I thought OEB 2010 would be an excellent opportunity to test the iPad as a fully functional conference device, not just for participants but for speakers too.
Had I written this blog two hours ago, I would’ve described it as an abject failure. However, I’ll now reassess that initial judgement and describe the iPad as a disappointment.
The battery life and always-on functionality are brilliant, and switching between programs is fine. The Twitter and Facebook apps are as good as ever. The iPad is also very easy to use when it’s perched on a knee during a talk. I even watched a film rented from iTunes in my hotel room. It is truly a supreme digital muncher.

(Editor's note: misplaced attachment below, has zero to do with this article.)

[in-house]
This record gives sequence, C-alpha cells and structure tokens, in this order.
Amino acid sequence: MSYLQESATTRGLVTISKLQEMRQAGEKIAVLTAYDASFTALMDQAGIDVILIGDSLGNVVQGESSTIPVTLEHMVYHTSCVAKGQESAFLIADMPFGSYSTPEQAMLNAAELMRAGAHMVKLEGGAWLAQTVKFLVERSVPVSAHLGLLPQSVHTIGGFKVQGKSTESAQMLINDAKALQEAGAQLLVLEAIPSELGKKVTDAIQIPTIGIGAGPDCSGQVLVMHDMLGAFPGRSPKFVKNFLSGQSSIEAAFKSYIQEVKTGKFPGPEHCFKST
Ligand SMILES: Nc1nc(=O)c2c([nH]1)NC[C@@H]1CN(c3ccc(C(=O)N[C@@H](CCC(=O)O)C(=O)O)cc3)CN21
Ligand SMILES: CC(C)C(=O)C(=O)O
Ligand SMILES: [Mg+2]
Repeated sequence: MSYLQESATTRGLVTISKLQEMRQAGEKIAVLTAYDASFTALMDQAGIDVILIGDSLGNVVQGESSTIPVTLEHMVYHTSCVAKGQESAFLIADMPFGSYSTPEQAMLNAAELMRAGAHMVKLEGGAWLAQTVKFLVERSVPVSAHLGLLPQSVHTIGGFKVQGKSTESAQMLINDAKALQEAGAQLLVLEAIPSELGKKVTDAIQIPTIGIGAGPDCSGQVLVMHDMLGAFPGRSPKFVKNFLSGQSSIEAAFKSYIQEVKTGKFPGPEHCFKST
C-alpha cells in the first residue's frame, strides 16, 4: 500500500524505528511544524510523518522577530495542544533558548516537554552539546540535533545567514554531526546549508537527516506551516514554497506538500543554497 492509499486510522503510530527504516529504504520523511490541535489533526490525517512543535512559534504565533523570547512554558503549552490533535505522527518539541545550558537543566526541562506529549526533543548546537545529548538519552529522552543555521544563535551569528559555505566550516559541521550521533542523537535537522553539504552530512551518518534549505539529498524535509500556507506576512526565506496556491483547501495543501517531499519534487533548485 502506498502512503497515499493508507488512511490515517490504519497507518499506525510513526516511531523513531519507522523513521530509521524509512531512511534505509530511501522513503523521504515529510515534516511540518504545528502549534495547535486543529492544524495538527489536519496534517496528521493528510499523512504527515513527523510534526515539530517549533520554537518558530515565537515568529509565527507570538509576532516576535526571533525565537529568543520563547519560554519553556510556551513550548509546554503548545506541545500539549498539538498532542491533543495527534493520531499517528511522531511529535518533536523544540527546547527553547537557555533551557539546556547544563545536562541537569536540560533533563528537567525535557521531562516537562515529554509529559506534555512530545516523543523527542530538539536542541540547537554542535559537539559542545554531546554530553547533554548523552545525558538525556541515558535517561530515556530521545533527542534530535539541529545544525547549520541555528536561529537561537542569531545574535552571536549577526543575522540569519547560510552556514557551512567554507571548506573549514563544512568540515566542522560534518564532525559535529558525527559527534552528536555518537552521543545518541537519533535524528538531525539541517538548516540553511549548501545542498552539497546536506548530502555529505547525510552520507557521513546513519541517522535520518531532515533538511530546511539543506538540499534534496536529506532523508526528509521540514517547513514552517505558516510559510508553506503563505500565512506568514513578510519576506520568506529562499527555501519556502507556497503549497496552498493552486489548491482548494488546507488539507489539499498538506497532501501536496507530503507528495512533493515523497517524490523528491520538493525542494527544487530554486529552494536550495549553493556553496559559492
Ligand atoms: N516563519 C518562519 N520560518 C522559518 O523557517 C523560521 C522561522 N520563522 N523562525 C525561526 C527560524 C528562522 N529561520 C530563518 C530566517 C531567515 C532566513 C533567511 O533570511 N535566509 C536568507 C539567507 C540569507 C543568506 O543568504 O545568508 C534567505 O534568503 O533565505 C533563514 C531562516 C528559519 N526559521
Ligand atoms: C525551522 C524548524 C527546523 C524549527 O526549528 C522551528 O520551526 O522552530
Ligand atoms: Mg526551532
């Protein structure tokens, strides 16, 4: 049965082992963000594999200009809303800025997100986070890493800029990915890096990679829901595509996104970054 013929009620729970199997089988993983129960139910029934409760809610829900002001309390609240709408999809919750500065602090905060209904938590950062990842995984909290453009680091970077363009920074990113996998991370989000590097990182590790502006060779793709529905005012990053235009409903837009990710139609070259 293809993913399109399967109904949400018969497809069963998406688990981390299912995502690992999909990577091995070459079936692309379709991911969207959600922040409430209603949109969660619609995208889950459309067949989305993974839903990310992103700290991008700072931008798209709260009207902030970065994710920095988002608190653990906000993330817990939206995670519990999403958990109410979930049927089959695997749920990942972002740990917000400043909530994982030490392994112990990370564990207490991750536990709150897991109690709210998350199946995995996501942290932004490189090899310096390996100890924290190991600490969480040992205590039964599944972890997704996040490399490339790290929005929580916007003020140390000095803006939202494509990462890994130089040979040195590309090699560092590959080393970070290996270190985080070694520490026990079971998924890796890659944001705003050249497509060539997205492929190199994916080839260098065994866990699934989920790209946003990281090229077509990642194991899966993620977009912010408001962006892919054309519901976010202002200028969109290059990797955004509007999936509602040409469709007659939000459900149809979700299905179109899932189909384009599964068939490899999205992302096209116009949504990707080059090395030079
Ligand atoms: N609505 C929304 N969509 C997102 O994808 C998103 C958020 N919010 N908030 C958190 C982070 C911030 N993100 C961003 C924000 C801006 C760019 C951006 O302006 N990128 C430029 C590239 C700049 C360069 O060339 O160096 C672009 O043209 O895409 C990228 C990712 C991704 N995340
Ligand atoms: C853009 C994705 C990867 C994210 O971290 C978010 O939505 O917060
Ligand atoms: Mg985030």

I was trying to write a blog on our WordPress site, but the iPad – or Safari, I’m not sure which – wouldn’t let me scroll the edit window within the WordPress web page. I was furious, and in the end had to get Terese in the UK to upload my blog and pics from her end.
I’ve no idea if this is the Flash issue we’ve all blogged about. Whatever the reason, it’s not acceptable in a £600 portable device.
Then I tried to send a PDF of a boarding pass back the UK. In the end, I had to do a workaround with iAnnotate. But what if I hadn’t had the app? If I’d only had the default iPad apps? Again, not good enough.
So I’m probably now a little less enamoured of my iPad. If Apple are serious about this device as a must-have for the professional classes, then this rotten functionality needs to be addressed. Otherwise the road is wide open for the forthcoming plethora of Android tablets.
I wish i’d bought my Samsung NC10 net book to Berlin
Keeper of the Media Zoo